Carpet cleaning products - lying on newly sprayed areas or inhaling fumes
Petrol or diesel fumes
Weed killer/pesticides sprays – lying on newly sprayed areas or inhaling
Drugs/medicines – e.g. steroids
Soaps and shampoos
Smoke – cigarettes, wood smoke
Food colourings and preservatives. – Dried food. treats, chews
Plastic food/water bowls
Pets absorb chemicals/toxins through their paw pads, skin, fur, eyes, nose and by licking or digestion. For example if your pet is walking on or lying on areas that have been sprayed or cleaned recently they are absorbing chemicals/toxins through their paws, fur, skin, nose, eyes as well as digesting when they lick themselves. Anything you spray in the air including plug in devices your pet is inhaling and absorbing through their nose, skin, fur and eyes. Animals are much more sensitive to airborne sprays than humans. Cats are even more sensitive than dogs and are particularly affected by essential oils.
How can this affect your pet's liver and make your pet ill?
The liver is a complex organ that plays a major role in digestion, filtration, blood proteins and glucose storage. One of the liver's roles is to filter all of these chemicals/toxins and remove whatever the body considers as unwanted via the kidneys either as urine or bile. Bile is mainly reused within the body and aids in digestion so remains in the body complete with any chemicals or toxins the body has not been able to excrete.
How many of the things listed at the beginning is your pet exposed to on a regular basis? An overloaded liver will affect the whole body and leave your pet feeling unwell. For a start your pet will not be able to digest their food well, meaning their body is not utilising all the goodness in their food as well as it could. Over a period of time other health issues are likely to start appearing such as digestive issues or diarrhoea, kidney issues, joint issues, skin issues and so on.
Some early symptoms of liver issues can be digestive upsets, bringing up of bile – especially in the morning, skin problems, lethargy, mood changes, change in eating habits, weight loss.
If there are more obvious outward signs of liver damage such as jaundice, fluid in the abdomen, tenderness around the liver area; your pet is very unwell and liver function is badly impaired.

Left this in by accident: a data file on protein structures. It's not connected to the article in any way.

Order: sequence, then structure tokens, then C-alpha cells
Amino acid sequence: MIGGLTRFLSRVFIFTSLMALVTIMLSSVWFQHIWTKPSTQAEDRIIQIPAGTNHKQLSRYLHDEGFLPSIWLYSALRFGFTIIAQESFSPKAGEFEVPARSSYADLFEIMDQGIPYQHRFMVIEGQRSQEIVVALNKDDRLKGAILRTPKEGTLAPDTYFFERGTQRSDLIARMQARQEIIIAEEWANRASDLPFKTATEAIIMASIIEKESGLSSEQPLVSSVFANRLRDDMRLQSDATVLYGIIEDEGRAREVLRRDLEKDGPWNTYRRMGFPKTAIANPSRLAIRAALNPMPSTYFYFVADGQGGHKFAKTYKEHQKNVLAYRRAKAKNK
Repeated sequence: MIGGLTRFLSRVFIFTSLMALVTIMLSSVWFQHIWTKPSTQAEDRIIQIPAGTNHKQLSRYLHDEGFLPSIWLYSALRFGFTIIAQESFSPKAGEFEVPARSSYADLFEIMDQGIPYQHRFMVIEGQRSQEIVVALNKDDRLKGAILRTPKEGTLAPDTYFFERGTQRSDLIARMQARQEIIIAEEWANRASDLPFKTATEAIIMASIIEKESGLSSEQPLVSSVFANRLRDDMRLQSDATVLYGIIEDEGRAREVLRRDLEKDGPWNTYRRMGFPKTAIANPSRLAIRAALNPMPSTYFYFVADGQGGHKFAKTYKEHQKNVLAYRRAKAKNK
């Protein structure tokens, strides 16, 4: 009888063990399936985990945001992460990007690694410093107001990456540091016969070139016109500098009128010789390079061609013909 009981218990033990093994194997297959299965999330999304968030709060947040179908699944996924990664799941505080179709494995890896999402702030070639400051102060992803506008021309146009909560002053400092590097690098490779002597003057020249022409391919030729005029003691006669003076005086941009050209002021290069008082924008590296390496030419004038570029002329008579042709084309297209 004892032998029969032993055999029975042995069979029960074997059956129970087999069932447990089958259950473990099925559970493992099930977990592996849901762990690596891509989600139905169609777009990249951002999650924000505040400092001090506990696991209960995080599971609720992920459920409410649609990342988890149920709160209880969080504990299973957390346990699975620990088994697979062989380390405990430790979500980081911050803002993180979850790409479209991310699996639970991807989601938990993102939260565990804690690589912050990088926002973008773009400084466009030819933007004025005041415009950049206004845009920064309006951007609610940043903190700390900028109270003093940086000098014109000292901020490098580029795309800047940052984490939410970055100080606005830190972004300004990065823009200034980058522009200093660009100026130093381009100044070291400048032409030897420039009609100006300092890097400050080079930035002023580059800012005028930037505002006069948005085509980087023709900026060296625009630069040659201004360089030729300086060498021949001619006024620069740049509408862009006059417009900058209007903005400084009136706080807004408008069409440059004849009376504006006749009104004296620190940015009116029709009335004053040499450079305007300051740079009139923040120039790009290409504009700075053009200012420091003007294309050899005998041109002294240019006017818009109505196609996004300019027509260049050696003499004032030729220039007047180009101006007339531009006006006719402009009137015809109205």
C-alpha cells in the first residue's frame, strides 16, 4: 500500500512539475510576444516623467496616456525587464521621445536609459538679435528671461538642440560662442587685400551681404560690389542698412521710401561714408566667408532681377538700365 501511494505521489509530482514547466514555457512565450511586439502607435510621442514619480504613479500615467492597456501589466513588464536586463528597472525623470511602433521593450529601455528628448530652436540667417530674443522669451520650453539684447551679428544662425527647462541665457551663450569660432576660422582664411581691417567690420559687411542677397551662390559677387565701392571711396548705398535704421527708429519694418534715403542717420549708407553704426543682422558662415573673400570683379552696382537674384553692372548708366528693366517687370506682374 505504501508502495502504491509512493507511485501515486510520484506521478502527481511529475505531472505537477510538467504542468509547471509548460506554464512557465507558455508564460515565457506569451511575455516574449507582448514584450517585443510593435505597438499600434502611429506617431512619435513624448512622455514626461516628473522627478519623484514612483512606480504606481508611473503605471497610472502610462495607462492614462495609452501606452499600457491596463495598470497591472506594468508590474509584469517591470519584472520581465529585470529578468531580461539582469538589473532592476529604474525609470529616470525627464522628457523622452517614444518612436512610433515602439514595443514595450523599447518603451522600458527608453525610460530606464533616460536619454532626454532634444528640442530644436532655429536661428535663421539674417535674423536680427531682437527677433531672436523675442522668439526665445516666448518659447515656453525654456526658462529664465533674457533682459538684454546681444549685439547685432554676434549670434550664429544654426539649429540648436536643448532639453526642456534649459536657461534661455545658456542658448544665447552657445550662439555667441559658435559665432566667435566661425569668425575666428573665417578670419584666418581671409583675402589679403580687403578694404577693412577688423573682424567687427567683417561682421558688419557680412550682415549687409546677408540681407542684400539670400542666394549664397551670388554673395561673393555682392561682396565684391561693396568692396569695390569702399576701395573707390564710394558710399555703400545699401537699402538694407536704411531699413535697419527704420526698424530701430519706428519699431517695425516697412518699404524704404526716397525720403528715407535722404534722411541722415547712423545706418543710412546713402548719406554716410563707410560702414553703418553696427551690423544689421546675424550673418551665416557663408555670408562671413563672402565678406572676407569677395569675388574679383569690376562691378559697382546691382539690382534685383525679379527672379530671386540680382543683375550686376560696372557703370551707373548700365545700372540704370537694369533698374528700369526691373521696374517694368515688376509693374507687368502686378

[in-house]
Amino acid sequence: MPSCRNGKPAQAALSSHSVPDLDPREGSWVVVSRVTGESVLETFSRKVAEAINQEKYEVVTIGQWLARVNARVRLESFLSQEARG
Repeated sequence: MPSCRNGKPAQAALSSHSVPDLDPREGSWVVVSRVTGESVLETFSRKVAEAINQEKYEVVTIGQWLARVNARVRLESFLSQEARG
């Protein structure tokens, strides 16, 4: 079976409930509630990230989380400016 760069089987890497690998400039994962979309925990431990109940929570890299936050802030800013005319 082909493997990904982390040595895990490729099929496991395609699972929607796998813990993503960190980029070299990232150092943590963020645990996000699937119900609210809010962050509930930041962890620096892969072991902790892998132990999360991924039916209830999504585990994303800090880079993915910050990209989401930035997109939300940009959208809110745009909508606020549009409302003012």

Cats livers are special
Any cat owner knows that cats are special in many ways. Not only can chemicals or toxins have an adverse effect on your cat’s liver but simply not eating can as well. It is not commonly known that it is dangerous for a cat not to eat for more than 24 hours. A cat that does not eat for 24-36 hours or a cat that is picking at its food for days is highly likely to develop Hepatic lipidosis (fatty liver disease). This is a dangerous illness, as when a cat has not eaten their body starts to convert stored fats for energy and their liver cannot cope well with this type of fat so the fat begins to accumulate in their liver. This causes other serious health problems and can result in death if not treated. For more details on this illness in cats.
What you can do if you are concerned about the amount of chemicals/toxins your pet may be exposed to
If you would like to know where to source New Zealand natural products for your pets such as food, treats, skin and coat care and much more, then visit this new online directory www.naturalforpets.co.nz
If you suspect jaundice or fluid in the abdomen or your pet appears unwell then visit your veterinarian and ask about liver function testing. Holistic treatments are able to work alongside veterinary treatments. Contact me, Cath at Cath’s Place to arrange a consultation and get a holistic treatment plan covering diet, herbs and environmental changes to help your pet’s body get back on track.
Diet plays a major role in treating liver issues. The diet alterations are based around how damaged the liver is. An herbal tonic that includes herbs that help repair and support the liver is important. As with all illnesses it takes time for the body to heal and a multi-pronged approach is best.